She had given me a potato slicer that, once again, promised to provide me with extra time on my hands. It didn’t really come with instructions because products from China rarely do. I put a potato in it and pressed down on the part that would have cut it into uniform pieces and send the false impression I had spent hours laboring over it.

I tried to lift the handle, and it was jammed. This led to smacking it on the counter, but nothing was working. So I decided to take it up a notch.

I threw a perfect 90 mile an hour overhand pitch, and it bounced and flew into the next room. It was still stuck. I did this two more times because three times is usually the charm, and then it went into the trash because it wouldn’t budge. I got out a knife and did it the old-fashioned way.

The most recent gadget to grace my counter is a coffee frother. Why? I’m not sure. It requires batteries, which we are always out of, and it fails to operate even when it should work. One day the entire thing fell apart in my hands. A spoon works better for stirring; just don’t stick it in your blender.

I think of all the things that have gone to the wayside, like telephones on the wall with long stretchy cords, telephone books, alarm clocks with actual bells on each side, and personal checks. Donnie and Marie. All these and more were the “must-have” at one point and now are long gone. They served their purpose and passed on to landfills, except for the brother and sister.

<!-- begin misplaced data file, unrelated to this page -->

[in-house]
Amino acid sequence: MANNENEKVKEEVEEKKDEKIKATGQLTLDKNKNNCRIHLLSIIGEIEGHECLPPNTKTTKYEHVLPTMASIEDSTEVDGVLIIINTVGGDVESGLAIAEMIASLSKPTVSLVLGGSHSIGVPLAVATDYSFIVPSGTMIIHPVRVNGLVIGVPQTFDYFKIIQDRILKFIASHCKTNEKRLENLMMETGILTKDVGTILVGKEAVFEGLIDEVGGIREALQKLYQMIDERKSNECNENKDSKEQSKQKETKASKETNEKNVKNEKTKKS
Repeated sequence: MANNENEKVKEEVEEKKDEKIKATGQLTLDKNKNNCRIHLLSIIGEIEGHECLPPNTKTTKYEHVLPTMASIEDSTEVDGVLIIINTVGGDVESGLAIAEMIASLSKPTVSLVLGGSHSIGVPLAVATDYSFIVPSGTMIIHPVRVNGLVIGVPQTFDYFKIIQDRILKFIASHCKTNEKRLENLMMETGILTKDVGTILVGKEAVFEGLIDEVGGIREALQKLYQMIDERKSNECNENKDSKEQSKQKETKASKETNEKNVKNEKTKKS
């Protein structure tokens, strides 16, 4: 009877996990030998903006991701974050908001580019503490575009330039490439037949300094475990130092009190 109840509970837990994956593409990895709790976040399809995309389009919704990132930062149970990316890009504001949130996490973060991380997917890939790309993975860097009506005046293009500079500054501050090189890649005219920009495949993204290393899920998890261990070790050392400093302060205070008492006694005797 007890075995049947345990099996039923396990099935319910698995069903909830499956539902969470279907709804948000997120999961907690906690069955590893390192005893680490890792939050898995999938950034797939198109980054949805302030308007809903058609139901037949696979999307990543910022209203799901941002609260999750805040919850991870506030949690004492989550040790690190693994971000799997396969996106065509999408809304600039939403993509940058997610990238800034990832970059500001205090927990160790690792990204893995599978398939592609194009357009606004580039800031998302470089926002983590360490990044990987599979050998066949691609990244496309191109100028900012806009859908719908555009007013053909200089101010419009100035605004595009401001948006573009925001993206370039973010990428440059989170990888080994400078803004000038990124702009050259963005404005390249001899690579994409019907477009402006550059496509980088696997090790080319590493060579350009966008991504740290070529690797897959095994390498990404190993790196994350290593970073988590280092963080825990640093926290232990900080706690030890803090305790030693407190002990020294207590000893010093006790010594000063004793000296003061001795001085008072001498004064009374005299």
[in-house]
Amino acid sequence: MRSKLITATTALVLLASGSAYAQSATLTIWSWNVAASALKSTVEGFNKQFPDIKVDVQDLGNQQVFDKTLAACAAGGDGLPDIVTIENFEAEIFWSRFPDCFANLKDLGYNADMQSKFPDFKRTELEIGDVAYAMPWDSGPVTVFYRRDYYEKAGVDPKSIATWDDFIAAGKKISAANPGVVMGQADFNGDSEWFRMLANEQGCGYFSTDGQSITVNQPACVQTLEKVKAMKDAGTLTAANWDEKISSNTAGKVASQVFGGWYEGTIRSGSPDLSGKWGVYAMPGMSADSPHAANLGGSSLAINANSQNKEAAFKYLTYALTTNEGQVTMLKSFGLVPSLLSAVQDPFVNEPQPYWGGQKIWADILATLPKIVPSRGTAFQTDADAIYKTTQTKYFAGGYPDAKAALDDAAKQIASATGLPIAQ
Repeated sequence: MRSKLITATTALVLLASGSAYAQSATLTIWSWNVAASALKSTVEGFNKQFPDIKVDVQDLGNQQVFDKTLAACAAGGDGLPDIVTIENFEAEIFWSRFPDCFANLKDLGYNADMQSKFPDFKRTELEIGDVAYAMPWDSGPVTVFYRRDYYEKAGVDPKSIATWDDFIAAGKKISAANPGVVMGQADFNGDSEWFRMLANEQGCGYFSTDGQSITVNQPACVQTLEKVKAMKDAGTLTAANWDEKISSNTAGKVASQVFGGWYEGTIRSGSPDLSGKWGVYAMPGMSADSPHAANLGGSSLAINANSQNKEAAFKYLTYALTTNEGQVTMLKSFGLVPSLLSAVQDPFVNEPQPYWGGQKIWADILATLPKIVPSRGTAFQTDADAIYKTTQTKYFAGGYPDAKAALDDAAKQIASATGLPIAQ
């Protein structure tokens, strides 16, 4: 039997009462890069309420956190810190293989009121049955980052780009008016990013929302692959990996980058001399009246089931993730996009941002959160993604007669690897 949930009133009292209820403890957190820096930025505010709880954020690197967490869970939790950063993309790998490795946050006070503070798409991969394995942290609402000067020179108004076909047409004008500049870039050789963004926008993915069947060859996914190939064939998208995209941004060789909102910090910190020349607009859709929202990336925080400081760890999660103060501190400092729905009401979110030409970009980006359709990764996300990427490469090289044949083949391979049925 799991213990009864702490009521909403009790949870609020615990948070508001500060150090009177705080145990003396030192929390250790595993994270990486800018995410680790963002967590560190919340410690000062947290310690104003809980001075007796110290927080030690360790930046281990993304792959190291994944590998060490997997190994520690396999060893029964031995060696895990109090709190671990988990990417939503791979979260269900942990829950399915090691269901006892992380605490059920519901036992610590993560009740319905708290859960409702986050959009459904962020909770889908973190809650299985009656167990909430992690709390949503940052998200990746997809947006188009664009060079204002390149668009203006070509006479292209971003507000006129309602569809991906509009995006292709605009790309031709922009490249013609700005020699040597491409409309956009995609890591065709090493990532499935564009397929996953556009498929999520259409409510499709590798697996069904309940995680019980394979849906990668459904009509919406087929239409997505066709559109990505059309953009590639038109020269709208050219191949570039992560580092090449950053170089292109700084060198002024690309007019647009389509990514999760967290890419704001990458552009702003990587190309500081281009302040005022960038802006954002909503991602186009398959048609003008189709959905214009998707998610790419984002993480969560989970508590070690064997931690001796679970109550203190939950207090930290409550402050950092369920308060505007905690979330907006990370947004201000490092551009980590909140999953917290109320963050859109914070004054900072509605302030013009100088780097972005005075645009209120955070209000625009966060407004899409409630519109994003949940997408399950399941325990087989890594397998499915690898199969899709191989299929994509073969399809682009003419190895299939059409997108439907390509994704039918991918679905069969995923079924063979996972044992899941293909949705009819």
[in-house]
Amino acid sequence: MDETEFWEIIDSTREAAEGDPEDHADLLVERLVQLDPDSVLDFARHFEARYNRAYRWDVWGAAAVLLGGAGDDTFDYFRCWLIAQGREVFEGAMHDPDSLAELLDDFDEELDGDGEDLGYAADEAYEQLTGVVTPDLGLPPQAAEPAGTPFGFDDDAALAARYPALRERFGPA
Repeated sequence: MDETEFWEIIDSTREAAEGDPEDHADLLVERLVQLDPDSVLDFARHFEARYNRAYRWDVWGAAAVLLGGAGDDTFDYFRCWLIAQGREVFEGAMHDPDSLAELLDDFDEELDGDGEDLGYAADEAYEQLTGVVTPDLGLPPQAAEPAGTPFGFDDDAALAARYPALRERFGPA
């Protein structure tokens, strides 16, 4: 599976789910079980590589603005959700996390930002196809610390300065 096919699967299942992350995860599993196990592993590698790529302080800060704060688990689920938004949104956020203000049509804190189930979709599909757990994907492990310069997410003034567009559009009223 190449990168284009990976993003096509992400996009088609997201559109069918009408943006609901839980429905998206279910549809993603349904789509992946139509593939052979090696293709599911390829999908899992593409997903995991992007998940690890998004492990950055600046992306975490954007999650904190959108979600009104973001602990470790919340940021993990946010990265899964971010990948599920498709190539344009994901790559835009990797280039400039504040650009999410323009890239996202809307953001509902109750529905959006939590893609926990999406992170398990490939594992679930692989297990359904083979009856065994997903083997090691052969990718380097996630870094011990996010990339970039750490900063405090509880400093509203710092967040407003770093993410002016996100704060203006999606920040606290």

No one gets by without a little awareness of what age they are. As familiar items disappear and get replaced with more advanced options, it makes you think a little. I have found focusing on it doesn’t produce high, happy thoughts even though this verse in Proverbs 16:31 says:

Gray hair is a mark of distinction, the award for a God-loyal life. (Message)

I prefer to color my distinction every seven weeks, so it’s not so noticeable.

There’s something to be said for life experiences that come with time going by. The issues I dealt with in years past have made me more intelligent and able to help those just starting out.

But the one thing that keeps a person young is how they view life, and people age themselves by how they speak and think.

A cheerful disposition is good for your health; gloom and doom leave you bone-tired. (Message/Proverbs 17:22)

Try to find the good in everything, and ask God to show you if you don’t see it.

This is promised in Ruth 4:15,

He will renew your life and sustain you in your old age. (NIV)

The word ‘renew’ means to give fresh life or strength to. God doesn’t look at numbers. Age doesn’t matter because we were all created with the intent that we will live eternally where time doesn’t exist, and you can never be counted as obsolete.

The most cryptic remote I had ever seen